"If you continue this behavior, I would have to consider you a security risk," he said in his calm, level voice.

I got off the bed. [Understood] I signed. I gaze at the stars outside and at the gate that came to life each time a ship passes through it.

"There is also the matter of your mental shields."

I turned. [Mental shields?]
"As a Betazoid, Ensign Ebran has a natural ability in constructing his mental shields. But you are a human, and do not possess such an ability. Up till now, you have relied solely on psiloynine, and both the Doctor and I agreed to have you weaned off from it."

Something inside me quivered with fear. I tried not to show it, but I felt my hands tremble. I drew a shuddering breath.

"I can‘t," I protested. I have spent six months on Rya trying my best to shield the emotions from the creatures around me. Most of the time, it was a futile effort. But then Xiri came, and everything was bearable. He was my shield, I understood that now. But Xiri is dead - he can‘t help me anymore.

"You can. With my help."

I made an angry gesture. "I tried. And failed. No!"

"You must learn, Lieutenant. That is the only way."

I closed my eyes. "When?" I murmured.

"Our first session would be two days from now."

"I‘m not ready," I interjected - with more force than I intended.

Tuvok raised an eyebrow.
I turned away brusquely. They were too many words to describe my uncertainty and fear, and I fumbled for the correct words to say but I couldn‘t find any. "Not ready." I merely said.

After a moment, I realised that I was alone. Sighing, I wondered what mess I have gotten myself into this time.

* * *

Tuvok‘s threat did not come true two days from that day. I later found out that the Doctor considered it too drastic and too soon. After all, I had been through a traumatic ordeal and I don‘t need another so fast.
But I had to add Tuvok on my list of people ‚I need to see‘.

"Are you still having the nightmares?"
My eyes refocused on the man sitting opposite me. I don‘t know why he puts up with me. Our first session was a tense, staring battle. The second one was a little livelier - I threw a vase at him. It narrowly missed him.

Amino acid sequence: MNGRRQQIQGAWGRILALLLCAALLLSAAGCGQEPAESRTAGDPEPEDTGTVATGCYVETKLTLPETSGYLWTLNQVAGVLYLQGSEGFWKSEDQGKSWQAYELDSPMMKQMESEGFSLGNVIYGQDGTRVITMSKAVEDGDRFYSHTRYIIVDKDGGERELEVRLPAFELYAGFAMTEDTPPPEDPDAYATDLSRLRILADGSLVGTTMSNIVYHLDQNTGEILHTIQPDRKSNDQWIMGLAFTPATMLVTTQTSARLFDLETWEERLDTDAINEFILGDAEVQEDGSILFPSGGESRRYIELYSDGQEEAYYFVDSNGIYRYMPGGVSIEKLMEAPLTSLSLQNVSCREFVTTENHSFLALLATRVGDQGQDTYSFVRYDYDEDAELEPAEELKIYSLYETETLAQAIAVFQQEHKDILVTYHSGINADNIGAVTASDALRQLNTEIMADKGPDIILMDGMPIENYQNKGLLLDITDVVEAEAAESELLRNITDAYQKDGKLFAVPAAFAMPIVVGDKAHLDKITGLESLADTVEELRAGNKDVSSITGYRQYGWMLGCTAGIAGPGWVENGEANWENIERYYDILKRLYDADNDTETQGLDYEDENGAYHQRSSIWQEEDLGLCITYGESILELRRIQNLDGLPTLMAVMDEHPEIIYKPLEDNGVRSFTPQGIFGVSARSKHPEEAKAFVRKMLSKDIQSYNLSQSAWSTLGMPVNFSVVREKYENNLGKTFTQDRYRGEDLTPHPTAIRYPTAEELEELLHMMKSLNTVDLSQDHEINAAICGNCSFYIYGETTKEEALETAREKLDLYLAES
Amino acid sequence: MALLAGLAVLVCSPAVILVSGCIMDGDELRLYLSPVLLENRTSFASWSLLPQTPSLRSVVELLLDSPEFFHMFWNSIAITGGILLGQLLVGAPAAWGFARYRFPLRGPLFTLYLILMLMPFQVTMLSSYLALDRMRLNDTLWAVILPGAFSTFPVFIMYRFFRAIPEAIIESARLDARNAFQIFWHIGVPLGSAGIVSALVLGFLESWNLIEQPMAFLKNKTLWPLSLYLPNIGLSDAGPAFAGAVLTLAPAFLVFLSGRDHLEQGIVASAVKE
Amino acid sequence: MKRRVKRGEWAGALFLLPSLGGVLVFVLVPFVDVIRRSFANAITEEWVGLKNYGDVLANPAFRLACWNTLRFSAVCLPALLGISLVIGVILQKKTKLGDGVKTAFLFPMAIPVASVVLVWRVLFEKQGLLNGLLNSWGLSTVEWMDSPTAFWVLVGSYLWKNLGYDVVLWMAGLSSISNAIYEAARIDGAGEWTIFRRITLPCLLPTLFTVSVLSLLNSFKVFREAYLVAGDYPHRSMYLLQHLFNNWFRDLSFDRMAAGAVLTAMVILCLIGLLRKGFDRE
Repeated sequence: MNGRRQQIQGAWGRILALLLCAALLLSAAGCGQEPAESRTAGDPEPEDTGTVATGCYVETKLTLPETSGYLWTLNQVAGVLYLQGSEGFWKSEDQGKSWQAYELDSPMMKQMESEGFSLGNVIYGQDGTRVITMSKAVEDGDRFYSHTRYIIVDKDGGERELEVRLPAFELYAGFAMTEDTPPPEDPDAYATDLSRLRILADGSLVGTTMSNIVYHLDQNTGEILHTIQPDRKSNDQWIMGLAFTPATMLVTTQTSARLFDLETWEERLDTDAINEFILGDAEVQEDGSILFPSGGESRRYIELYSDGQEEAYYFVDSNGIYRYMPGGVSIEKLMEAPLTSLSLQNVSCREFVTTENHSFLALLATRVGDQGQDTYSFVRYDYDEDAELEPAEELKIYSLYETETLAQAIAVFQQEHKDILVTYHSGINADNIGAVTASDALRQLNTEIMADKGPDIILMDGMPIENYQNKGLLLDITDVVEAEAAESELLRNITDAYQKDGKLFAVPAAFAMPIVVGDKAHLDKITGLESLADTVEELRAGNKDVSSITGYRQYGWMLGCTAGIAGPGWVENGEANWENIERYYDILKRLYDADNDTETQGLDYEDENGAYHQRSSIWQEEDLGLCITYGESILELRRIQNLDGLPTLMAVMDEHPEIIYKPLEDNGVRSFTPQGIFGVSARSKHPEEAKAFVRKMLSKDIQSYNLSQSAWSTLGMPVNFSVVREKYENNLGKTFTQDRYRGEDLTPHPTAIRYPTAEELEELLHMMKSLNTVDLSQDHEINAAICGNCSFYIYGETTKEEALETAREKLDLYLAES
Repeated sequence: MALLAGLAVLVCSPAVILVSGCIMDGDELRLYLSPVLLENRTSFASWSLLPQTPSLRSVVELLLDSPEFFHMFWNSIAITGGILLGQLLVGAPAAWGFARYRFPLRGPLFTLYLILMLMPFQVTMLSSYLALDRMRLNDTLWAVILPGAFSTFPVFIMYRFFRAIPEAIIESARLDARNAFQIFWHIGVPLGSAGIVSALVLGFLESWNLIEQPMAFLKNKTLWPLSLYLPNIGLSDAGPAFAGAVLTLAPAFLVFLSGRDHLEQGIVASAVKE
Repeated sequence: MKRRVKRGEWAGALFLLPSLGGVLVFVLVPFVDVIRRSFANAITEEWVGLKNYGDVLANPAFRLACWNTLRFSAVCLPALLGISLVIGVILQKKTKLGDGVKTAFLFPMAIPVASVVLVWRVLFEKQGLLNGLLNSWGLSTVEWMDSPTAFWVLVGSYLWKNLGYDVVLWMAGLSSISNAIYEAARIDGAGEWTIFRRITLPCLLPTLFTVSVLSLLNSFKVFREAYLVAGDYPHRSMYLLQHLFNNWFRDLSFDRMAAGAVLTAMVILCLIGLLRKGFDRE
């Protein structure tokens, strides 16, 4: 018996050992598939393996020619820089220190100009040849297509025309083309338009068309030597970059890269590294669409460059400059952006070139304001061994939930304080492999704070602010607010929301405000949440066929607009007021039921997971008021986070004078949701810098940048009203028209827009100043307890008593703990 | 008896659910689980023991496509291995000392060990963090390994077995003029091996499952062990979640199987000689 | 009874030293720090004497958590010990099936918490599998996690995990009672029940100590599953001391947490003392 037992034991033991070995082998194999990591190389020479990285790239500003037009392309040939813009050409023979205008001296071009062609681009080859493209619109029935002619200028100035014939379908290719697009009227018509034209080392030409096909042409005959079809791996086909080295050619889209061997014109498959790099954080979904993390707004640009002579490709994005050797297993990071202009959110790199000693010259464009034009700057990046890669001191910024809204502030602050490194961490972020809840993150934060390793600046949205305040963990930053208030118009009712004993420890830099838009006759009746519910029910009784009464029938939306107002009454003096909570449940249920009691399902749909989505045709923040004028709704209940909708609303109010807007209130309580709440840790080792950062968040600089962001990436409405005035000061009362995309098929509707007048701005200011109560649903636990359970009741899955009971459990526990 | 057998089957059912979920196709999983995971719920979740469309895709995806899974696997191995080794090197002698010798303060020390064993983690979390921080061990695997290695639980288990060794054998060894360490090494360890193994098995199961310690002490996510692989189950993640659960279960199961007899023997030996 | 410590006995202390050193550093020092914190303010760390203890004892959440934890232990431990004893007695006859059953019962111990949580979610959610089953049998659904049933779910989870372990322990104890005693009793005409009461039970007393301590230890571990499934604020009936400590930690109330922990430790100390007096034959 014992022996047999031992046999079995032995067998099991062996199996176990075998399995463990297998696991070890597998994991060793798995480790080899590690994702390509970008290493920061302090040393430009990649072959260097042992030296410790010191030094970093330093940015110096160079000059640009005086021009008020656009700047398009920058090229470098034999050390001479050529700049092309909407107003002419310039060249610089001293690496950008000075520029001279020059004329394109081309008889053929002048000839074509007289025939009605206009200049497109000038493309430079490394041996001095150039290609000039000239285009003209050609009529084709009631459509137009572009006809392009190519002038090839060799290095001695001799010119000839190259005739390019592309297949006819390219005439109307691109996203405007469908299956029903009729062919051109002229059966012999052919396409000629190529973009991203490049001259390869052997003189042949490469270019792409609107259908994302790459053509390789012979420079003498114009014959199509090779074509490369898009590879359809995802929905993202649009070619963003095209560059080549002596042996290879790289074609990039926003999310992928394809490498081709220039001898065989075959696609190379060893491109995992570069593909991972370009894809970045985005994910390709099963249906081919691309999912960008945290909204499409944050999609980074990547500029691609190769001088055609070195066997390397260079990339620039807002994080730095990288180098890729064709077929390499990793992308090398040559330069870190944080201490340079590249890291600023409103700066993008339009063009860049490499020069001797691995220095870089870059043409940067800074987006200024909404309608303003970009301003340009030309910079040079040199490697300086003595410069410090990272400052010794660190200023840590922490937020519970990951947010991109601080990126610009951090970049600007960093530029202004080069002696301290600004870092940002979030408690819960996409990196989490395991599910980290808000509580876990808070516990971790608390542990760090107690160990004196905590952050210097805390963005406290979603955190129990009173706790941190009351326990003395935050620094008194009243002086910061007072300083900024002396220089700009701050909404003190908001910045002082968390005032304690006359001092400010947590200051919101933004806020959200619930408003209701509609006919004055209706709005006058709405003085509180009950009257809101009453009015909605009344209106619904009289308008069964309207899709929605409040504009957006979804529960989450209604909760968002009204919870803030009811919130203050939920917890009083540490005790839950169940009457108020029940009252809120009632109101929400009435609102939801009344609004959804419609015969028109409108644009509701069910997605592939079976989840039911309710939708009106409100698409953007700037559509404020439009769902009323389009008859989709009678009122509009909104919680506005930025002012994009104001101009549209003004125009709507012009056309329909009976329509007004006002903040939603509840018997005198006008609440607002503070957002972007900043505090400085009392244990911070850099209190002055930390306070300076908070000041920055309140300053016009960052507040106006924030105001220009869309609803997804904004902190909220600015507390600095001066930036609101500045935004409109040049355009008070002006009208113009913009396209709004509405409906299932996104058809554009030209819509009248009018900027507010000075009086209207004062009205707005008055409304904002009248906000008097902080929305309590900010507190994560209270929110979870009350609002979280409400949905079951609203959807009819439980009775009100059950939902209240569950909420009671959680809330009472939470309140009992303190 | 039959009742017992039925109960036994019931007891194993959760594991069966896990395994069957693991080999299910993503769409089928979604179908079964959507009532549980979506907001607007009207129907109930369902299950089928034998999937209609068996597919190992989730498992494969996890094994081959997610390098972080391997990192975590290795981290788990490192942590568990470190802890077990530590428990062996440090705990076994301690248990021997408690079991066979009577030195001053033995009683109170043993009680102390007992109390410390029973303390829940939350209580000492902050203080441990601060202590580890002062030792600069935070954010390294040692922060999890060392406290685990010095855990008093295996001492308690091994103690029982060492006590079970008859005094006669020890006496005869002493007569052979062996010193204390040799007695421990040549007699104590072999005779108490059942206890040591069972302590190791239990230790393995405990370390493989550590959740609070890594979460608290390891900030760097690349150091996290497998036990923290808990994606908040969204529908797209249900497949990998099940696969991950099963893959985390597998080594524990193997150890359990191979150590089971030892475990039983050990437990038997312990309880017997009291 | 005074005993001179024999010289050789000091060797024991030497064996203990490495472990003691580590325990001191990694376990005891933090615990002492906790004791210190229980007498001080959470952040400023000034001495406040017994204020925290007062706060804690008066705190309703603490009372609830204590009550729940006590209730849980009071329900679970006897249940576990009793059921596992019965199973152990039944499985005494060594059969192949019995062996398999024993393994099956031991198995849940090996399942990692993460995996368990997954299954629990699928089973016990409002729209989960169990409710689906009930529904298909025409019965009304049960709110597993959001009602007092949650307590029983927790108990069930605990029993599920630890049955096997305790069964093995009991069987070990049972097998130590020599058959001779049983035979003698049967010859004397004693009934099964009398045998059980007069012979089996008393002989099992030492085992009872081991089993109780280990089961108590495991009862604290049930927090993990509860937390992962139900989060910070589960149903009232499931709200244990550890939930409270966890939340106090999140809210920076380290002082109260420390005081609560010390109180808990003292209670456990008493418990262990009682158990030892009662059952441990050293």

This was our third, and I told myself to behave.



I pursed my lips. Then I leaned forward. [Look Chakotay, I thank you for your help, but I don‘t need it] I leaned back, my eyes flashing.

"Oh?" said the Commander, still managing to look calm with humour in his eyes. It annoyed the hell out of me.

"Yes!" I snapped. "I don‘t like b-being psy-psy-psy!" I gave up, flinging my hands into the air.


[YES!] I signed. It was a furious motion.

"Alright then. But I‘m not psychoanalyzing you. I‘m concerned about you as a friend, and I want to help."

I pushed myself off the seat, pacing up and down the room. Chakotay watched me intently, not saying a word.

[I suppose you‘re here to see if I‘m fit for duty?]

Chakotay sighed. "Yes, and that too. But I‘m more concerned about your welfare."
I shrugged and rolled my eyes. [Everyone expects me to shatter into a million pieces like Ensign Ebran - but I‘m not him. I‘m alright. I‘ll quote you my father‘s famous three words: ‚Get over it‘. And that‘s what the Paris family does best - my father was tortured by the Cardassians but he got over it like this!] I snapped my fingers.

Chakotay took his time answering. "And you also do something the Paris family does best. Keep your troubles inside."

I was furious. [Don‘t you dare make assumptions of my family!] Then I realised where this session was going to again.

"I‘m sorry," I muttered, continuing my pacing. [I made myself swear that I won‘t throw another vase at you. B‘Elanna would kill me - it took a week of replicator rations for her to make a new one for me.]

I was using humour as my shield again. I wanted to laugh all my troubles away and say that everything was okay. But I knew everything was not fine. Nightmares threatened me every night. My headaches were getting worse, and I kept hearing music in my mind - I hate knowing how vulnerable I was.